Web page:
"Filling an Energy Niche"
by Jacob Kamhis
To see the original layout in the April-June 2014 issue of Pacific Edge Magazine, visit here.
When Aric Saunders, partner and co-founder of Hawaii ECO, wanted to expand his clean energy business he chose office space in an area that would soon demand a lot of power—Kaka'ako.
This waterfront district in Honolulu is slated for massive development with nearly two dozen condominiums with office, retail and community spaces. It will be on the route of the rail rapid transit system.
"There was a specific desire to be in Kaka'ako," Saunders says. "We support making the area energy renewable and sustainable."
The Hawai'i Community Development Authority, a state agency coordinating public and private sector development, met with Hawaii ECO for information and suggestions on how large-scale development could occur with renewable energy and sustainability.
With all the attention on big jobs, Saunders and Hawaii ECO do not overlook little ones. Company employees and their families adopted Mother Waldron Park, a few blocks from their Kaka'ako office. Once the site of Pohukaina School, the historic park borders Pohukaina and Cooke streets. On weekends, staff and volunteers clean, rake and make repairs to the park named for Margaret Waldron, who taught at the school around 1913. Plans call Hawaii ECO to install energy-efficient lighting on the basketball court and to add a dog run.
Saunder was interested in renewable energy even as a youngster in Mililani and Kailua. He attended Punahou School and studied business finance at the University of Colorado at Boulder, where he enrolled in the university's first "green business" class. The major gave him the opportunity to learn about renewable energy from a finance perspective. In 2002, Saunders returned to Hawai'i and raised money for real estate developments. He delved into applying solar systems to the projects. It was the groundwork he needed to start his own company a few years later.
Before starting Hawaii ECO in 2011, Saunders and partners Jon Okada and Charles Wang were salesmen at a solar company. They watched potential customers turned away because their employer was not servicing small projects, according to Saunders. “Here were three young guys with a lot of passion for what they were doing," Saunders recalls, so they combined their intentions and set out to fill the small-market energy niche. The first job was a home in Waipahu.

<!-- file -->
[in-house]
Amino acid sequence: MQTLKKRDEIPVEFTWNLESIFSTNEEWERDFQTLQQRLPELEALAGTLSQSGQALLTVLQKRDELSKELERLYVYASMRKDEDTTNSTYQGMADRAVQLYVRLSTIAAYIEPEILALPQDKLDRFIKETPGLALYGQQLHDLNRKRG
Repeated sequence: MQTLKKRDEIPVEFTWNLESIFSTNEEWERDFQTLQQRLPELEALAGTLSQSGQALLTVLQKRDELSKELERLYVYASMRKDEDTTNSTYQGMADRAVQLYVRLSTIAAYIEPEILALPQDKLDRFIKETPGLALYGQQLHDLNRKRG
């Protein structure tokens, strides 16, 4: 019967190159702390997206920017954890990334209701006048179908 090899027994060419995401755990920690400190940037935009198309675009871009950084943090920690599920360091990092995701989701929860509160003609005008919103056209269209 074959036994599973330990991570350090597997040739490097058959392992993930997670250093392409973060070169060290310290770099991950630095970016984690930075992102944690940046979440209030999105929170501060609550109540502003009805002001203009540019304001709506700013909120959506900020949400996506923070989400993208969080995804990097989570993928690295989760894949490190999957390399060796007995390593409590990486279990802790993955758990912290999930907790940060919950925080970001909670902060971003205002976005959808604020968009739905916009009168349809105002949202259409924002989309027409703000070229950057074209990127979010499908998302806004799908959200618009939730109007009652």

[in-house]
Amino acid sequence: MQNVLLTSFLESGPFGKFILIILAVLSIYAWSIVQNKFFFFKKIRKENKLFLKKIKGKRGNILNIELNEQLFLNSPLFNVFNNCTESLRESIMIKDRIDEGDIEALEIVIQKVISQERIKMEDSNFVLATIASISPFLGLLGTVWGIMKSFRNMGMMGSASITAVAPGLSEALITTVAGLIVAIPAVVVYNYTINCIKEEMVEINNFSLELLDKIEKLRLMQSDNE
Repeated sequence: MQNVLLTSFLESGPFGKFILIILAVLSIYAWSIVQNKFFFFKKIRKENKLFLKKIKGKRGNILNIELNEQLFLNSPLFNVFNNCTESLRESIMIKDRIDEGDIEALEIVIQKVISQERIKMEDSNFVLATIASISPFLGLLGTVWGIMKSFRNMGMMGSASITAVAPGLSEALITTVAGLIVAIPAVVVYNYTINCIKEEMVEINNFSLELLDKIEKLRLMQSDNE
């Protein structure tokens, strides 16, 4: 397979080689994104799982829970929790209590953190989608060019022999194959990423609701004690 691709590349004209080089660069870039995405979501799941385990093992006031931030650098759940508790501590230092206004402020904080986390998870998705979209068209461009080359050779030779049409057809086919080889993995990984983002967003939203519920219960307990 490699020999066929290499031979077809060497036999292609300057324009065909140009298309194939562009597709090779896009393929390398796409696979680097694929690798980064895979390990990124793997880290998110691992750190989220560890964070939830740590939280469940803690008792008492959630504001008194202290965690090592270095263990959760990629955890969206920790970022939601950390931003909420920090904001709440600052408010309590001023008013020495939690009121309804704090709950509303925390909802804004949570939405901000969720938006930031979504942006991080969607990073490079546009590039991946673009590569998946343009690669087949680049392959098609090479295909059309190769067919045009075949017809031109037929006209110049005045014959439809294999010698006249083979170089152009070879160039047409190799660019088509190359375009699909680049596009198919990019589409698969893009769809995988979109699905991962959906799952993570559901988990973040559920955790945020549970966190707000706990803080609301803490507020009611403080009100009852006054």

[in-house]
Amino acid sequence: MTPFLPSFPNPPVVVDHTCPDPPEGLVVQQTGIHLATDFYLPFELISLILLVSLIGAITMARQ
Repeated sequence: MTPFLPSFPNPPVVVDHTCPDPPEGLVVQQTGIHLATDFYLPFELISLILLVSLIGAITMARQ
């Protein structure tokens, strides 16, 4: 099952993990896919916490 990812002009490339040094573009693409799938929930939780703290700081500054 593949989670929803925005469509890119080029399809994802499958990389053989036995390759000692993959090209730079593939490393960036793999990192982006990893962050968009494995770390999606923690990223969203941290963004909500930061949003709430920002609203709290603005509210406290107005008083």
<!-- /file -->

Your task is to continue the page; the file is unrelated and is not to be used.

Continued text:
By the end of 2012, Hawaii ECO installed 30 energy systems for a pilot project of single-family homes in Honolulu and Waianae, which was funded by a private investor. Hawaii ECO attended community meetings and found qualified home owners for the project. First, lighting in the home was made more efficient so that fewer solar panels were needed. With Hawaii ECO performing maintenance and billing, home owners saved an average of $1,000 per year, Saunders says.
The summer of 2013 brought Hawaii ECO a lighting retrofit job at Dole Plantation in Wahiawa. According to Saunders, Dole had reduced lighting usage after LED installations. A secondary benefit was reduced air-conditioning costs because LEDs emit less heat. By the end of the year, the 10-employee company had revenues of $2 million, with their customers split evenly between residential and commercial installations. With current bids, signed contracts and diversification of revenue streams, Hawaii ECO is poised for a 300 percent to 400 percent revenue increase in 2014, Saunders says.
More opportunity is on the way. Staff recently received training at Panasonic Corporation near Osaka, Japan. Hawaii ECO is now the first certified Panasonic Premium Installer of Panasonic photovoltaic products in the United States. “The way Panasonic runs its business aligns with us,” Saunders says. “It's not being the first to market. It is striving to be the best.” The company will market Panasonic energy products and offer optional maintenance programs. The partnership will evolve based on the market, Saunders explains.
Meanwhile, Hawaii ECO routinely services churches, schools and condominiums. Such non-profits are not eligible for tax incentives. Hawaii ECO's power purchase agreements (PPA) save 20 percent to 30 percent on electric bills, according to Saunders. The owner pays Hawaii ECO a reduced monthly electric bill but must pay the local utility for electricity at night and on dark days. Investors own the system; Hawaii ECO maintains it.
“We want to help everyone in Hawai‘i become more causative over their energy costs,” Saunders says. “The solar industry will change and we will change with the industry. We see this as a long-term business.”